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Golf tournament to benefit migrant scholarship

Proceeds from the upcoming SUNRIPE Golf Classic will fund USF scholarships for migrant workers pursuing degrees in education.

Saturday’s SUNRIPE tournament is the 10th annual. In the past, this fundraising event has generated more than $1.1 million for migrant education scholarships.

The Sunripe scholarship, which began in 2000, has been awarded to 40 students, said Ann Cranston-Gingras, director of the USF Center for Migrant Education.

As long as they meet its criteria, applicants receive the scholarship, she said.

Candidates must be from a migrant family and be eligible for acceptance as undergraduates at the University. Scholarship recipients must declare a major under the College of Education.

Students must also submit a brief written summary of their experience with migrant work, a written statement of professional goals and at least two letters of recommendation.

Cranston-Gingras said that 13 students received the program’s scholarship this year and that the organization will determine how many scholarships are awarded for next year after the SUNRIPE tournament.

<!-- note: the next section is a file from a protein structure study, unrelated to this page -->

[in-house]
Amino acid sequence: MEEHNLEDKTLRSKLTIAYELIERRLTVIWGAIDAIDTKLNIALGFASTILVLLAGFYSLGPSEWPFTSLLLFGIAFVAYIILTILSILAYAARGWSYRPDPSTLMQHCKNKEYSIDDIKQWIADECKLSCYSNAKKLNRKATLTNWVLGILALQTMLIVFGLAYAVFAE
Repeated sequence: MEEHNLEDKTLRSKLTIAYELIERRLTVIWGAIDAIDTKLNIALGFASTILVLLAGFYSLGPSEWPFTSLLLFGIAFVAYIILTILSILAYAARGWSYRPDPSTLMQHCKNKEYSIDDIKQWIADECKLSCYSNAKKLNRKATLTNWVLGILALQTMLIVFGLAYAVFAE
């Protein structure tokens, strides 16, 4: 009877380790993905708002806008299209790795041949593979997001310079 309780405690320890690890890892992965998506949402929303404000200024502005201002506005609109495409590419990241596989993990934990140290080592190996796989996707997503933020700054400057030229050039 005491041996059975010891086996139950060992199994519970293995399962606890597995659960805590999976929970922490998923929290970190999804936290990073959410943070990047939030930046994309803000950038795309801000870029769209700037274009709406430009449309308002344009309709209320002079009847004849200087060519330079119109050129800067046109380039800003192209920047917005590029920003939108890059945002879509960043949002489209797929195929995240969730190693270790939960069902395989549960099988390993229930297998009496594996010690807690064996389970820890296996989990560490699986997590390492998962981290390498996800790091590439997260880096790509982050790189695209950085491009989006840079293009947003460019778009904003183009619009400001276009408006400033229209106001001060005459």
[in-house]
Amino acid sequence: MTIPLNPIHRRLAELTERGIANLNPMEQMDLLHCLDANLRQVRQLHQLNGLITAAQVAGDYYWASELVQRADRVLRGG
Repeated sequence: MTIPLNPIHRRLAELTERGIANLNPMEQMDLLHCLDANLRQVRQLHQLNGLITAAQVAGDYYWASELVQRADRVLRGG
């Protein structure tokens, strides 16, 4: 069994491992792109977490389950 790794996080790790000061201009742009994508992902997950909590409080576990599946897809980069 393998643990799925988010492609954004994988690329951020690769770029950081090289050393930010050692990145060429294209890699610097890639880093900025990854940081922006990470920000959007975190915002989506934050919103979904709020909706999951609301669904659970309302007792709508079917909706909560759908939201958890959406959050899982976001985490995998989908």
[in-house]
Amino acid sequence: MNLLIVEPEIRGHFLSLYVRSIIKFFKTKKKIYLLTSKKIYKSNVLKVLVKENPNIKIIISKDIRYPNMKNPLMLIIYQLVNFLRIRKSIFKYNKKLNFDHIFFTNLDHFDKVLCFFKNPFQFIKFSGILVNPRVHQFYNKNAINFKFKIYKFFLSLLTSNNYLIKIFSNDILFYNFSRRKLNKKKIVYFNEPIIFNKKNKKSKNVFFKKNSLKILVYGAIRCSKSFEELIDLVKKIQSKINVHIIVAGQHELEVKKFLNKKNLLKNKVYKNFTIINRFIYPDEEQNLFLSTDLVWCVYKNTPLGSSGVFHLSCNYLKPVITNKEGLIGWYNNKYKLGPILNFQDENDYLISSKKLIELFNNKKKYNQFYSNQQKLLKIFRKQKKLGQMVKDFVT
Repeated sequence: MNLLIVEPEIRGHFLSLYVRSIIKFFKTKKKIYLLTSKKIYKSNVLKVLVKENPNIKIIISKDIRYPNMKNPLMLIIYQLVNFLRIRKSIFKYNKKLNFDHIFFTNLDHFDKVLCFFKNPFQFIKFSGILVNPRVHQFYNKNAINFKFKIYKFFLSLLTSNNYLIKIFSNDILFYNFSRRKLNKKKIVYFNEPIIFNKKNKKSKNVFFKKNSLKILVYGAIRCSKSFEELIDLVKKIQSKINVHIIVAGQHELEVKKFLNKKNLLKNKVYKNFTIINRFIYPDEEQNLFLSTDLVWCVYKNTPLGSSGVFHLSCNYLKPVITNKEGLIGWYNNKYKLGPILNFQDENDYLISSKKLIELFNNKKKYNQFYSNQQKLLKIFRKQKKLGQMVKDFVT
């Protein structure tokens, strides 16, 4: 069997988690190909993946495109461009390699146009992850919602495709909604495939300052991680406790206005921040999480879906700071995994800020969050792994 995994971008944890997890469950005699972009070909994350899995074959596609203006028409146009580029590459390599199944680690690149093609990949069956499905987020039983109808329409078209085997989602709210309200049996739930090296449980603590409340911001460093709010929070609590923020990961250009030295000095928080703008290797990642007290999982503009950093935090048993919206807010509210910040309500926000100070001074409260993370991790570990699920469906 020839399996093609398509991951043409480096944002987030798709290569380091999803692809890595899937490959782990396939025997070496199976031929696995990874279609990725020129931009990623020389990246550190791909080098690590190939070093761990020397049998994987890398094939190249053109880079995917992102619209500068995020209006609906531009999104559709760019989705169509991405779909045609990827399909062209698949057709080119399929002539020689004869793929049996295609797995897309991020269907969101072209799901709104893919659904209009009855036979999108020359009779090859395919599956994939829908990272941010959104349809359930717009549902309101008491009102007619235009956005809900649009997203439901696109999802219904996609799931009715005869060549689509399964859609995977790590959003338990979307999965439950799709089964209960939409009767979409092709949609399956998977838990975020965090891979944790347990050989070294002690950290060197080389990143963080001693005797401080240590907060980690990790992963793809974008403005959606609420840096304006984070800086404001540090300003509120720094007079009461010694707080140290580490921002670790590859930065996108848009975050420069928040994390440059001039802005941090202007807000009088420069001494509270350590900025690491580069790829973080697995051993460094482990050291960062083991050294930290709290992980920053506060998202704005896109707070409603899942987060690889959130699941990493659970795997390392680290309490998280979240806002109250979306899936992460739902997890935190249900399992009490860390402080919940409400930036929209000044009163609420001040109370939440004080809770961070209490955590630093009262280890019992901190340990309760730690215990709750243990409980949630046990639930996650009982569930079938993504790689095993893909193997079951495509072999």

The program benefits the migrant community because educated students often return to work in migrant jobs, Cranston-Gingras said.

“With their migrant background, they have a whole different understanding of the struggles these students face,” she said.

Natashia Vasquez, a recipient of the scholarship and a senior majoring in secondary English education, said she is touched that there is a program specifically for migrant workers.

“It’s nice to think that someone wants to help out the migrant community,” Vasquez said.

She said she wants to go back to work with members of the migrant community to show them success is possible.

Vasquez said she was saddened to discover the negative attitudes many students had when she volunteered for the USF High School Equivalency Program, which allows students from migrant families to learn from USF students and professors.

“Most of the kids, usually the males, have this mentality that they can’t do anything,” she said. “They think that since they are migrant workers they can’t do anything. I would get close to these students and tell them, ‘No, it’s possible. Look at me — I’m a migrant and I’m going to school and I’m going to graduate.'”

Vasquez said she heard about the program when she applied for a College Assistance Migrant Program (CAMP) scholarship, a grant from the U.S. Department of Education that rewards migrant students for earning high grades and assists them financially during their first year of college.

After Vasquez talked to CAMP coordinator Patrick Doone and showed an interest in the field of education, he told her about the scholarship for migrant students.

Cranston-Gingras said the SUNRIPE scholarship helps students in multiple aspects of their lives: financially, academically and even socially, because recipients get the opportunity to meet other students from similar backgrounds.